Powell & Son Roussanne Marsanne 2017

Barossa Valley
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£40.95 per bottle
141 in stock

97+ Points Stuart McCloskey "Sharply focused, linear with a vibrancy which I wasn’t expecting. The floral character comes to the fore which compliments the nashi pear, peach, melon and suggestion of jasmine brilliantly. The palate is expansive with swathes of buttered citrus fruits underpinned with a core of minerals. I’ll be brutally honest, I was expecting a voluptuous Barossa bombshell. Instead, I received an unexpected balancing act between litheness and precision which is extremely impressive. This is one of those rare wines which floats on the palate but delivers to every millimetre.  Drinking beautifully now (decant for 20 mins) but will cellar for 8-10 years."  

Mike Bennie, The Wine Front  "The past saw Marsanne in some new oak, the Roussanne not, and the wine a feat of blending rather than co-fermenting. Layering in the detail. The total new oak is 20% but you’d hardly know aside some textural elements that might trigger something in you. It feels like a fine wine from the get-go, is the other message. Slippery texture, a touch of grass with cool melon and ripe apple scents and flavours the mainstays. It shows sniffs and licks of nougat-halva too, a well-rolled-in seasoning of oak and lees time. Length is excellent, the wine feels like it stains the palate but finds some velocity to tighten up and go lightly-nutty-bitter to close, way-way away. Medium weight white of high interest and drinkability, is the takeaway."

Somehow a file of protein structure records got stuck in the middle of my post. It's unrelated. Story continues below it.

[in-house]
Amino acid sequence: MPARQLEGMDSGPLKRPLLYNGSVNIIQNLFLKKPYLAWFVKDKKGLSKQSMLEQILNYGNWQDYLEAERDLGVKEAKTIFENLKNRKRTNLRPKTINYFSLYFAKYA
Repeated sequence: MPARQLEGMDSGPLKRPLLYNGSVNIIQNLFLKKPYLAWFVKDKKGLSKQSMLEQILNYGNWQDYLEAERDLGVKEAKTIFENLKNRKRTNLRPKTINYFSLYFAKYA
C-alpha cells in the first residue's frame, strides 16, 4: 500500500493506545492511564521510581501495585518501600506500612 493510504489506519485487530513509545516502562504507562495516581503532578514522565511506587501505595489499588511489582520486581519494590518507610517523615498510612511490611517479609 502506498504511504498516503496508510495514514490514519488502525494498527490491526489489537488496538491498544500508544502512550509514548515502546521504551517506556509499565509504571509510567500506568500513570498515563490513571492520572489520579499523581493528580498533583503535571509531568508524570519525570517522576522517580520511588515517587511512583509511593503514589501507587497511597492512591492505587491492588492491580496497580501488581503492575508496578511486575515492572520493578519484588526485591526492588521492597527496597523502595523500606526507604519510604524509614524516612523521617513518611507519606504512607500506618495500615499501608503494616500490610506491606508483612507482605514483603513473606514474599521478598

Taste & Aroma

97+ Points Stuart McCloskey "Sharply focused, linear with a vibrancy which I wasn’t expecting. The floral character comes to the fore which compliments the nashi pear, peach, melon and suggestion of jasmine brilliantly. The palate is expansive with swathes of buttered citrus fruits underpinned with a core of minerals. I’ll be brutally honest, I was expecting a voluptuous Barossa bombshell. Instead, I received an unexpected balancing act between litheness and precision which is extremely impressive. This is one of those rare wines which floats on the palate but delivers to every millimetre.  Drinking beautifully now (decant for 20 mins) but will cellar for 8-10 years."